The Values Of Vaccinations

A boy wears a band-aid after getting his vaccinations (image courtesy of

Emily Swanson, Staff Writer

It’s that time of the year again; the time where many Americans go to the clinic to get their influenza vaccine. The question many parents have is to vaccinate or not to vaccinate. According to the Centers for Disease Control and Prevention (CDC), 5% of children entering kindergarten in 2015 were exempted from their required vaccinations. Unvaccinated children put themselves, their peers, and future generations at risk of deadly diseases.

Supposedly, unvaccinated children are healthier than vaccinated children. For example, statistics show that 1-2% of all unvaccinated children have ADHD compared to the 8% of vaccinated children in Germany. However, the study didn’t take other factors into detail such as diet, location, and parenting. Plus, the study was not accurate in the sense that they compared unvaccinated children everywhere to vaccinated children in Germany, therefore being invalid. The same study shows that 4 out of 7,600 surveyed had autism, but supposedly one in every 100 children in the U.S. have autism. Along with the reasons above, many sources have proven that vaccines do no cause autism, including the CDC and Autism Speaks.

Vaccines are safe and beneficial for the patient. The U.S Department of Health and Human Services states, “Vaccines are the best defense we have against serious, preventable, and sometimes deadly contagious diseases.” Without vaccines, there is nothing near a guarantee for safety. Plus, vaccines have totally eliminated several diseases and near-eliminated more. According to the National Institute of Allergy and Infectious Disease, diphtheria, smallpox, and polio had no cases in the United States in 2009. Measles, mumps, rubella, HiB, and tetanus have all had over a 98% decrease in yearly cases compared to the 20th century. In fact, vaccinations have saved the lives of 732,000 children between 1994 and 2014.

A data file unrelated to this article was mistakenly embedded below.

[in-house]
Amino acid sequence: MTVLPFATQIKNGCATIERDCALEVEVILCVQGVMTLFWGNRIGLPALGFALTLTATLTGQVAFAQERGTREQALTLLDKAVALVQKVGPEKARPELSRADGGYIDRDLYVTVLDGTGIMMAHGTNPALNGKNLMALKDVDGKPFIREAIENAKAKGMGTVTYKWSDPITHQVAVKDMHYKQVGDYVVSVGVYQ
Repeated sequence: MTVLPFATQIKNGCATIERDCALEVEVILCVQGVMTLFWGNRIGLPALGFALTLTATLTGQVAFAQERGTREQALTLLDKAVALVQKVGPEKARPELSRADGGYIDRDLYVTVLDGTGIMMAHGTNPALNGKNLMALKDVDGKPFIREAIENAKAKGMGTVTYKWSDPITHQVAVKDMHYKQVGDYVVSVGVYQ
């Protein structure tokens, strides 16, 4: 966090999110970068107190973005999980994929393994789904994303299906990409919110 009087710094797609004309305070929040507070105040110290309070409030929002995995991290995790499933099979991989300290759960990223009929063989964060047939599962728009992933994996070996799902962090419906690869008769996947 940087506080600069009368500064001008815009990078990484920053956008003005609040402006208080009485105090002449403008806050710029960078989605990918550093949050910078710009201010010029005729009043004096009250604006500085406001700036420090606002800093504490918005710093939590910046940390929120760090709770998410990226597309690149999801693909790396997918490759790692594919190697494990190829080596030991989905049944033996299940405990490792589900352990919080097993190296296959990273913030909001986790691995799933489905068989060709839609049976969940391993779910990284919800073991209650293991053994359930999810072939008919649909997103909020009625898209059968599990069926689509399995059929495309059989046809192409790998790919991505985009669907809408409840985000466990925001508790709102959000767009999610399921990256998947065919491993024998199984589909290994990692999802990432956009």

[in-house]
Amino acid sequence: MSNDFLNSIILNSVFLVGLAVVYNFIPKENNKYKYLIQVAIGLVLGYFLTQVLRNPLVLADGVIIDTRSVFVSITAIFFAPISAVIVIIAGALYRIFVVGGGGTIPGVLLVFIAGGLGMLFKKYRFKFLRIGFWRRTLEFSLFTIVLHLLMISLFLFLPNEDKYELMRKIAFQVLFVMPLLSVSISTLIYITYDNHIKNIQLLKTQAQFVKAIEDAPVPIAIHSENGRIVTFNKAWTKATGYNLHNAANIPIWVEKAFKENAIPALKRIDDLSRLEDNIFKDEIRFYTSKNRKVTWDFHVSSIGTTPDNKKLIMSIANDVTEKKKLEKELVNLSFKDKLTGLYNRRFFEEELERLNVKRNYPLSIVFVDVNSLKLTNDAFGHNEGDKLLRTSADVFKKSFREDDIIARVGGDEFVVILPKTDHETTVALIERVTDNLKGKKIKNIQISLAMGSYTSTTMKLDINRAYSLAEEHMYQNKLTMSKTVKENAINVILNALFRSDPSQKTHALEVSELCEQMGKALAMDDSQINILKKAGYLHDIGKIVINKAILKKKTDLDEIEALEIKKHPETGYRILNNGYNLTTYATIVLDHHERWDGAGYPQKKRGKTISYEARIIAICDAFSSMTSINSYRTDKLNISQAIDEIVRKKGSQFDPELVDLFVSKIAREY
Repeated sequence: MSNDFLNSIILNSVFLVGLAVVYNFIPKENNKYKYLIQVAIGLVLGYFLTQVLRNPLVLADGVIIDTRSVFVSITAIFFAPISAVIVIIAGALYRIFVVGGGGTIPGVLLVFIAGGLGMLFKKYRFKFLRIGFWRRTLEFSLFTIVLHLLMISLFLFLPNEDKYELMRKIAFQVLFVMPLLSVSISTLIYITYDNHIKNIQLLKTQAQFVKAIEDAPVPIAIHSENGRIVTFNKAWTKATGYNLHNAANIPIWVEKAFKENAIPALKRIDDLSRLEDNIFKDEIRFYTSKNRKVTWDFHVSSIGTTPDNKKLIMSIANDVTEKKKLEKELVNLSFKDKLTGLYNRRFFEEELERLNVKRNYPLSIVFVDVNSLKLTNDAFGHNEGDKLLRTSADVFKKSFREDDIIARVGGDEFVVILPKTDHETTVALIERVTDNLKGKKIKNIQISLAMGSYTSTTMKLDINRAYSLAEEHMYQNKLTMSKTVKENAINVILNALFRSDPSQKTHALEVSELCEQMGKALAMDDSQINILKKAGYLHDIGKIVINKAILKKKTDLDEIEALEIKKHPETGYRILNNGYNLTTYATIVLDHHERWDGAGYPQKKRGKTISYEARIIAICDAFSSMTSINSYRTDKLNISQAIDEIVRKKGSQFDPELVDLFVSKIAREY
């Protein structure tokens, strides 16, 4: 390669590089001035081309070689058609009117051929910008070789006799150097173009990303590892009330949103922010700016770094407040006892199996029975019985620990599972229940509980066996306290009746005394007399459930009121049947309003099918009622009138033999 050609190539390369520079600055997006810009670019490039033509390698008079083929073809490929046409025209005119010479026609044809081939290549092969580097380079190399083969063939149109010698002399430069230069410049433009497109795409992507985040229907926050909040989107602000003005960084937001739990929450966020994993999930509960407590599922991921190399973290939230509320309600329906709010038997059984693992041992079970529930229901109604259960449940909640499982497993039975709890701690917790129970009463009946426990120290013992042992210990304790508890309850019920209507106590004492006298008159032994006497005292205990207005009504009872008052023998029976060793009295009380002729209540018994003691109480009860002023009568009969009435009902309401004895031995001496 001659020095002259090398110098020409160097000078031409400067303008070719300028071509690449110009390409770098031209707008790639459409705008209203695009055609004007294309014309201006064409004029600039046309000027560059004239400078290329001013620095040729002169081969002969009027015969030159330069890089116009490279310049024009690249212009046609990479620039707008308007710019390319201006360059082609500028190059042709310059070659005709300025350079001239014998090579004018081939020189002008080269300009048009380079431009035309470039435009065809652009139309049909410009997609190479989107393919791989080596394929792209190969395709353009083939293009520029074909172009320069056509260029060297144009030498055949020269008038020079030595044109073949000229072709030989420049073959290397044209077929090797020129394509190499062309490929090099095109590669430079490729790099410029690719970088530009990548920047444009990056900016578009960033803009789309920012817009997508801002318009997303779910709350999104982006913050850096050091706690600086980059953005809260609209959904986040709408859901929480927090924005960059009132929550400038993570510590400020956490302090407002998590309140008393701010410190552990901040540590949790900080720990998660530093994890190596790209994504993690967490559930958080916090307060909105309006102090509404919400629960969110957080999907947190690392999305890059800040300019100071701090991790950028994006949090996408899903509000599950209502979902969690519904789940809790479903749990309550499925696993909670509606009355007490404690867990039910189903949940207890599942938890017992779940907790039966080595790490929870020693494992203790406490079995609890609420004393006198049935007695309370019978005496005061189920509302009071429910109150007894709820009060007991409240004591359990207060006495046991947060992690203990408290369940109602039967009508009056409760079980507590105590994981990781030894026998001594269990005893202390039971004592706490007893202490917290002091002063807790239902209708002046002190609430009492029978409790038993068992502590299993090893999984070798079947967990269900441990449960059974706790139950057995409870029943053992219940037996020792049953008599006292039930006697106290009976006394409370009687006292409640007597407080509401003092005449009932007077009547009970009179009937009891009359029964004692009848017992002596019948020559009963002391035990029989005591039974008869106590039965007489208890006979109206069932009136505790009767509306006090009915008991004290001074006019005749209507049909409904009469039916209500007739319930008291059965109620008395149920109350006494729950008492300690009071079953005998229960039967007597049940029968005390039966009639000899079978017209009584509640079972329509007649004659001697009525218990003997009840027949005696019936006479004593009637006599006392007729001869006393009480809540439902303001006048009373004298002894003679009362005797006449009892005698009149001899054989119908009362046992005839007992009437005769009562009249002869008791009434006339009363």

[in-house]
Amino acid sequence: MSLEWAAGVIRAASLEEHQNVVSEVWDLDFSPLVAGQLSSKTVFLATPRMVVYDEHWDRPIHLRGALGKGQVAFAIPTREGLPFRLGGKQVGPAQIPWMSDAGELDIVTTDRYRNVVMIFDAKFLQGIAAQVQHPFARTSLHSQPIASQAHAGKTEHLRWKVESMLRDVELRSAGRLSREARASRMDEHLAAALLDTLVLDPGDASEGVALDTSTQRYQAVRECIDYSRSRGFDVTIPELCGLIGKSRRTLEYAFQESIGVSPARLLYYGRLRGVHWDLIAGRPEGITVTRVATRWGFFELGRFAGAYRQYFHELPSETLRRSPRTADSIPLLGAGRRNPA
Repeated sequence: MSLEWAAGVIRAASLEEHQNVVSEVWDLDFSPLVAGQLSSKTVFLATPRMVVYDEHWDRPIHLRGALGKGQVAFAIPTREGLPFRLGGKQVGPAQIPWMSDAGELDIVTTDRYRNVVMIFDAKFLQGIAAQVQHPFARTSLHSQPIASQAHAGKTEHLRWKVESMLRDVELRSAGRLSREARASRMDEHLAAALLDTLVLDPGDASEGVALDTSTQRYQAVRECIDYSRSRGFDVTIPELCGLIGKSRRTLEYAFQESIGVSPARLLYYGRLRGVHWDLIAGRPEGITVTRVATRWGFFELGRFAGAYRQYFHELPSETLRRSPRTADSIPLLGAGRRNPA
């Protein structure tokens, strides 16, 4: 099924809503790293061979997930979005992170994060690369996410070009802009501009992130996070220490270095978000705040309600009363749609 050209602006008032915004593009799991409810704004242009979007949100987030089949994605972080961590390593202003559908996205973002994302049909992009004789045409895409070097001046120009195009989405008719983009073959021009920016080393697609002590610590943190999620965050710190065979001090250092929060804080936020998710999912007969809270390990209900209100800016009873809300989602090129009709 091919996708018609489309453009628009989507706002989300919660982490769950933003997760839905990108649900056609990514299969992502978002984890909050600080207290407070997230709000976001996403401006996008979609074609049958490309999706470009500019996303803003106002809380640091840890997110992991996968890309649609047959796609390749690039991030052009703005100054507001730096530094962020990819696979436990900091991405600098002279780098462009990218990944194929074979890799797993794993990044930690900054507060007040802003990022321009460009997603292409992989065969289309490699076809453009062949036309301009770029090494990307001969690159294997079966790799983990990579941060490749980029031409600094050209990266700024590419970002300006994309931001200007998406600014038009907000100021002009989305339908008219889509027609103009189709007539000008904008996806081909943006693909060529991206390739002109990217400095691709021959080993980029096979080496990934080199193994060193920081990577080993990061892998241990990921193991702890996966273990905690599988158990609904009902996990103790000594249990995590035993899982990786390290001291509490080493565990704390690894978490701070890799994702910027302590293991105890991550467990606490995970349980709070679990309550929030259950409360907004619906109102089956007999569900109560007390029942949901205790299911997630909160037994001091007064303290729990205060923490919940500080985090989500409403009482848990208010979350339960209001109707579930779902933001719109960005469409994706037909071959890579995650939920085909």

Whole communities are saved from illnesses when the vast majority get vaccinated. The U.S Department of Health and Human Services states, “When a critical portion of a community is immunized against a contagious disease, most members of the community are protected against that disease because there is little opportunity for an outbreak.” This also protects those who cannot get vaccinated, such as infants, pregnant women, and immunocompromised individuals. According to the CDC, roughly 90% of parents vaccinate their children. This allows the remaining 10% to remain healthy. However, if the number of vaccinated children drop, diseases such as measles could make a comeback. There was a measles outbreak in 2005 when an unvaccinated American contracted the disease in Europe. The unvaccinated children in the area were infected. According to Dr. Marc Lipsitch of the Harvard School of Public Health, “The important concept is that vaccinating people protects not only them, but others in the community. If I’m protected, I can protect others.”

Vaccinations can totally eradicate diseases and protect future generations. Polio, for example, was eliminated from the U.S. over thirty years ago. During the height of the polio epidemic back in 1952, there were over 60,000 cases of the disease and over 3,000 deaths (Kids Health). When the vaccine was invented and became popular, the amount of polio incidents decreased. Now, parents don’t have to fear for their child’s life and ability because of an illness. High school students never knew the U.S.A to have polio. If children are vaccinated, then the future could hold less illnesses and diseases.

Everyone should get their vaccinations to protect themselves, their peers, and the people of the future.